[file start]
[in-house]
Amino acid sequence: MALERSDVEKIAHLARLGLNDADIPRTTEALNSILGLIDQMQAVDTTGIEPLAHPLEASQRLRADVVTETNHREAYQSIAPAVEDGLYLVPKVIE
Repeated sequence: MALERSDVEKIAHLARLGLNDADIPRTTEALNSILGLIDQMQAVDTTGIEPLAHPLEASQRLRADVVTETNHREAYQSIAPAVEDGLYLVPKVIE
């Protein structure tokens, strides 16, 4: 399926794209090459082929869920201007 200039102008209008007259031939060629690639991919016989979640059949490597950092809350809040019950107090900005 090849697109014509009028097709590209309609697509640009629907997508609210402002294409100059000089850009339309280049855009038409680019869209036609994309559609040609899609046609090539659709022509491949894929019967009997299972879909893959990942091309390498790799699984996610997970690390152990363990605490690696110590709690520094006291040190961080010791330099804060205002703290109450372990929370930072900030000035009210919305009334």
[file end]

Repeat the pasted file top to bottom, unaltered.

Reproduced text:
[in-house]
Amino acid sequence: MALERSDVEKIAHLARLGLNDADIPRTTEALNSILGLIDQMQAVDTTGIEPLAHPLEASQRLRADVVTETNHREAYQSIAPAVEDGLYLVPKVIE
Repeated sequence: MALERSDVEKIAHLARLGLNDADIPRTTEALNSILGLIDQMQAVDTTGIEPLAHPLEASQRLRADVVTETNHREAYQSIAPAVEDGLYLVPKVIE
């Protein structure tokens, strides 16, 4: 399926794209090459082929869920201007 200039102008209008007259031939060629690639991919016989979640059949490597950092809350809040019950107090900005 090849697109014509009028097709590209309609697509640009629907997508609210402002294409100059000089850009339309280049855009038409680019869209036609994309559609040609899609046609090539659709022509491949894929019967009997299972879909893959990942091309390498790799699984996610997970690390152990363990605490690696110590709690520094006291040190961080010791330099804060205002703290109450372990929370930072900030000035009210919305009334």